South Eastern Centre Against Sexual Assault & Family Violence

Abuse of Older Women

For Family & Friends, Female Survivors, Workers

Tags: Older People, Rape

Author: South Eastern CASA

This article is written for women and assumes a male offender, however SECASA acknowledges that both men and women can be survivors of sexual abuse and that offenders can be male and female.

The following information is and excerpt from the a 2006 article by the Australian Institute of Family Studies entitled 'Elder Abuse' and the sexual assault of older women'. It has been reproduced with permission of the author.

Responding to sexual assault in the context of aged care facilities

It is important to consider the particular features of the settings in which sexual assault against older women requiring care takes place. The context of aged care facilities, and the circumstances of residents, can be regarded as quite distinct institutional settings where vulnerability to sexual assault by service providers can be high, particularly in the case of residents with intellectual disability. Counsellors at a Sexual Assault Service based at Royal North Shore Hospital in Sydney developed a project supporting victims of sexual assault who resided at aged care and disability settings. Responding to Sexual Assault in Aged Care and Disability Care Settings – or the “SADA project” aimed to develop a framework for relevant agencies in the local area to respond effectively to sexual assault of disabled and aged care settings (Kelly & Blyth, 2005). Through their consultations with agencies and counselling with victim/survivors, it was found that sexual assault in these settings was characterised by:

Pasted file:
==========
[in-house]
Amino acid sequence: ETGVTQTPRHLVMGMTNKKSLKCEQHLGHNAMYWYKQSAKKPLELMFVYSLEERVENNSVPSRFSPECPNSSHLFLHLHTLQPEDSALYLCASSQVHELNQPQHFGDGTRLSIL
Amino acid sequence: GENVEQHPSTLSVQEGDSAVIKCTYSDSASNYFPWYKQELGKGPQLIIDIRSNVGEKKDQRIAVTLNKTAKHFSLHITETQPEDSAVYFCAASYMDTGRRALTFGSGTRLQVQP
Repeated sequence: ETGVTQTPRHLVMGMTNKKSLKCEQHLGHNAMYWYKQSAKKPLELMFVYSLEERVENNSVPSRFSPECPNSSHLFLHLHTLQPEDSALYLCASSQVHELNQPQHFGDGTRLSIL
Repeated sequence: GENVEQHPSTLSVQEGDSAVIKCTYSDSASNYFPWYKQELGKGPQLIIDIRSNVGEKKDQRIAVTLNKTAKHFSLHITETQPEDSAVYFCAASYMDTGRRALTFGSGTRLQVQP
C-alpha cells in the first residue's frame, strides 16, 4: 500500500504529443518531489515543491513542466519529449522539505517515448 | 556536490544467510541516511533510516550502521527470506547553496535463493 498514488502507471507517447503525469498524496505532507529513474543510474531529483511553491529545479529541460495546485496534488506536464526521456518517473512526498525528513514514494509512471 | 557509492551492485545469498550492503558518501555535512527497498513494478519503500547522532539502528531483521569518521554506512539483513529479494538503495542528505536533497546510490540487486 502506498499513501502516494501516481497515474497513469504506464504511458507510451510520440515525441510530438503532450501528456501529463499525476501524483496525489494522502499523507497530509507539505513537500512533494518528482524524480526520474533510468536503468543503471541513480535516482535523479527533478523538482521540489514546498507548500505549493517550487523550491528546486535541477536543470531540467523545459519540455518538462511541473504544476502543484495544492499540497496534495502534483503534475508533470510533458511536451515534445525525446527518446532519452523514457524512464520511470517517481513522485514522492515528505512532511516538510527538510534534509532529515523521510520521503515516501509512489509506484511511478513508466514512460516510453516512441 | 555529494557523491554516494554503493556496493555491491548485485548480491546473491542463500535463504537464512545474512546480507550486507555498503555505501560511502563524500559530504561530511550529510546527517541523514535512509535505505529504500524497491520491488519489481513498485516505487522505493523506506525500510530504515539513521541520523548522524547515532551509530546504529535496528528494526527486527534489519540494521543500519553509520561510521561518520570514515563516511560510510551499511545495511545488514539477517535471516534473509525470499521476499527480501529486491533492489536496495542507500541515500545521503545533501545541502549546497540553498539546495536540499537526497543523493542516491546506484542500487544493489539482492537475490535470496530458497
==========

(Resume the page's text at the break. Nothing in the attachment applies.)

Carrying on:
• high rates of sexual assault perpetrated by service providers;
  • decreased likelihood of assaults being detected and acted upon;
  • lack of formal follow up where sexual assault has been detected, either because there were no mechanisms in place to do this, or because the perpetrator is temporarily employed by the facility (for example by providing locums) and can continue offending in different facilities;
  • barriers to disclosing incidents of sexual assault (cognitive and communication impairment usually means that victims are unable to communicate what has occurred, or are not believed when they do communicate);
  • lack of provision within the criminal justice system to hear and interpret evidence from victims for whom communication or cognition is an issue; and
  • delays in police investigation as a result of lack of expertise in this area, or a lack of what is considered to be legal ‘evidence’ (e.g., complaints can result in ‘no further action’ being taken, particularly in the case of more elderly victims, for whom the trauma of sexual assault can result in death).

This recognises that organisational care settings contain elements that could be regarded as ‘situational risk factors’ for sexual assault. In the context of child maltreatment, it is suggested that a “‘situational crime prevention’ model provide[s] a useful framework for extending the prevention of child maltreatment in an organisation setting beyond individual-based risk assessment and risk management strategies” (Beyer, Higgins, & Bromfield, 2005, p. 1). Similarly, the SADA project identifies the situational barriers within aged care settings that make it difficult not only to disclose sexual assault, but also to adequately respond.